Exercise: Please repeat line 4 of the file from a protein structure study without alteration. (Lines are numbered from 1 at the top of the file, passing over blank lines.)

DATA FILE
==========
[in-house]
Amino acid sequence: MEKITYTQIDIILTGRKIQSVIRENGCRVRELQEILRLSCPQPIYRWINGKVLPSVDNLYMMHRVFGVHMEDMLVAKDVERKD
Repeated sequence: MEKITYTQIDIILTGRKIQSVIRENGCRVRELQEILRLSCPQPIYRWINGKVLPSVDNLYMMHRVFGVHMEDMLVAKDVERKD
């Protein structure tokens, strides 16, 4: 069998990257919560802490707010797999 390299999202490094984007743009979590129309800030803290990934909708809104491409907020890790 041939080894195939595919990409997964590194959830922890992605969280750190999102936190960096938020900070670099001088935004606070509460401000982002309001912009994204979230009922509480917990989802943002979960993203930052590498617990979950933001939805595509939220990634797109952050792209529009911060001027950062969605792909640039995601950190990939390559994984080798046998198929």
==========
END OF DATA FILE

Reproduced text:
């Protein structure tokens, strides 16, 4: 069998990257919560802490707010797999 390299999202490094984007743009979590129309800030803290990934909708809104491409907020890790 041939080894195939595919990409997964590194959830922890992605969280750190999102936190960096938020900070670099001088935004606070509460401000982002309001912009994204979230009922509480917990989802943002979960993203930052590498617990979950933001939805595509939220990634797109952050792209529009911060001027950062969605792909640039995601950190990939390559994984080798046998198929």